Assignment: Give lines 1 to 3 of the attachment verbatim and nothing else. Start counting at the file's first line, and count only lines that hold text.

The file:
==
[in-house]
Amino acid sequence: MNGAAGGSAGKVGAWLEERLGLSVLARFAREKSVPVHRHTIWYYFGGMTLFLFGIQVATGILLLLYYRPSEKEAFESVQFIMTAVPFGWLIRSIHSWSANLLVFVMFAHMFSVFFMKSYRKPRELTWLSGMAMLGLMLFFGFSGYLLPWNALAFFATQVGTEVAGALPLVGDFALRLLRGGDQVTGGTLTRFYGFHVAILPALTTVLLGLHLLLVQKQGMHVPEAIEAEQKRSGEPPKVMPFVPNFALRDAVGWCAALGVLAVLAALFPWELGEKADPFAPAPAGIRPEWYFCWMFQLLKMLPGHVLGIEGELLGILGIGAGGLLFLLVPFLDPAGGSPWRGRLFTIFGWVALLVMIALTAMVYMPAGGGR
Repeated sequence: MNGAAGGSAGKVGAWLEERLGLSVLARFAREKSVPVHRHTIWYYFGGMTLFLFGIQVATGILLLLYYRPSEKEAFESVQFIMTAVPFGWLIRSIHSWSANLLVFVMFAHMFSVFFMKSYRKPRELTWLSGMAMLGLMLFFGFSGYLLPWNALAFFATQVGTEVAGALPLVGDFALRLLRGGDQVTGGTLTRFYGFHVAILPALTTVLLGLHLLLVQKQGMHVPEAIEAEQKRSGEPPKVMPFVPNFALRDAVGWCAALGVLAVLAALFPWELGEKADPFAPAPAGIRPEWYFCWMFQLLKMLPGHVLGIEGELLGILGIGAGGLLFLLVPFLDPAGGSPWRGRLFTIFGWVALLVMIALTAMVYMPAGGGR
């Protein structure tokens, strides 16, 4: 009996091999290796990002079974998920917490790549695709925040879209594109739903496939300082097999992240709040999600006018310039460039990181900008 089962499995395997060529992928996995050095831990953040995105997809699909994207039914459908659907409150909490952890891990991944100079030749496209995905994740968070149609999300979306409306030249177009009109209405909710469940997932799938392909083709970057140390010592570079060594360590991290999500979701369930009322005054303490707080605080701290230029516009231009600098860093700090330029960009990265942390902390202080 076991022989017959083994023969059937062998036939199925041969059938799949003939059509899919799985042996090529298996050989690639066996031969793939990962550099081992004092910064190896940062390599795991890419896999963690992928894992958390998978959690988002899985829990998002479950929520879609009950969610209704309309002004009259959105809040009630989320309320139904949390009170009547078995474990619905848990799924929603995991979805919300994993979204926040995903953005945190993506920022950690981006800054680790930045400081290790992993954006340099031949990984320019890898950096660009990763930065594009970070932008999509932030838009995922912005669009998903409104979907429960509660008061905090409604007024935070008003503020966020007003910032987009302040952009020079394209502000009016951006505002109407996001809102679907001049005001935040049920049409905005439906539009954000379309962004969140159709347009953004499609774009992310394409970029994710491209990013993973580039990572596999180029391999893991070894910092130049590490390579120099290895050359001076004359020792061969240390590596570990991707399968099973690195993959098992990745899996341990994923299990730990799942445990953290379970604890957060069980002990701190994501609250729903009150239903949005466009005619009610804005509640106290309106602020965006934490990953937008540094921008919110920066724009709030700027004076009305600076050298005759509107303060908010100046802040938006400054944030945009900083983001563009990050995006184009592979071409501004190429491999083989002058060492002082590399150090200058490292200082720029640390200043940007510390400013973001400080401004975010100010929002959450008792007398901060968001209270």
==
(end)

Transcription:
[in-house]
Amino acid sequence: MNGAAGGSAGKVGAWLEERLGLSVLARFAREKSVPVHRHTIWYYFGGMTLFLFGIQVATGILLLLYYRPSEKEAFESVQFIMTAVPFGWLIRSIHSWSANLLVFVMFAHMFSVFFMKSYRKPRELTWLSGMAMLGLMLFFGFSGYLLPWNALAFFATQVGTEVAGALPLVGDFALRLLRGGDQVTGGTLTRFYGFHVAILPALTTVLLGLHLLLVQKQGMHVPEAIEAEQKRSGEPPKVMPFVPNFALRDAVGWCAALGVLAVLAALFPWELGEKADPFAPAPAGIRPEWYFCWMFQLLKMLPGHVLGIEGELLGILGIGAGGLLFLLVPFLDPAGGSPWRGRLFTIFGWVALLVMIALTAMVYMPAGGGR
Repeated sequence: MNGAAGGSAGKVGAWLEERLGLSVLARFAREKSVPVHRHTIWYYFGGMTLFLFGIQVATGILLLLYYRPSEKEAFESVQFIMTAVPFGWLIRSIHSWSANLLVFVMFAHMFSVFFMKSYRKPRELTWLSGMAMLGLMLFFGFSGYLLPWNALAFFATQVGTEVAGALPLVGDFALRLLRGGDQVTGGTLTRFYGFHVAILPALTTVLLGLHLLLVQKQGMHVPEAIEAEQKRSGEPPKVMPFVPNFALRDAVGWCAALGVLAVLAALFPWELGEKADPFAPAPAGIRPEWYFCWMFQLLKMLPGHVLGIEGELLGILGIGAGGLLFLLVPFLDPAGGSPWRGRLFTIFGWVALLVMIALTAMVYMPAGGGR